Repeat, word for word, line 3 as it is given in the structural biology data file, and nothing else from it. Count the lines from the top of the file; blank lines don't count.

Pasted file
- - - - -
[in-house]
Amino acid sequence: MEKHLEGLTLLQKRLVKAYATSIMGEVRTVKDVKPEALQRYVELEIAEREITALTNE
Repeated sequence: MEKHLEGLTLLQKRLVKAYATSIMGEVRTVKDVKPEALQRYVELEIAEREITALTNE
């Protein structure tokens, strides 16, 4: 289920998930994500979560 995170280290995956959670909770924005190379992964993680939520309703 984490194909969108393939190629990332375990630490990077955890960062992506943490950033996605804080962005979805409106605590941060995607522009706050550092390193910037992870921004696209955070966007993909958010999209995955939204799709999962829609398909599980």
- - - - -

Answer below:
Repeated sequence: MEKHLEGLTLLQKRLVKAYATSIMGEVRTVKDVKPEALQRYVELEIAEREITALTNE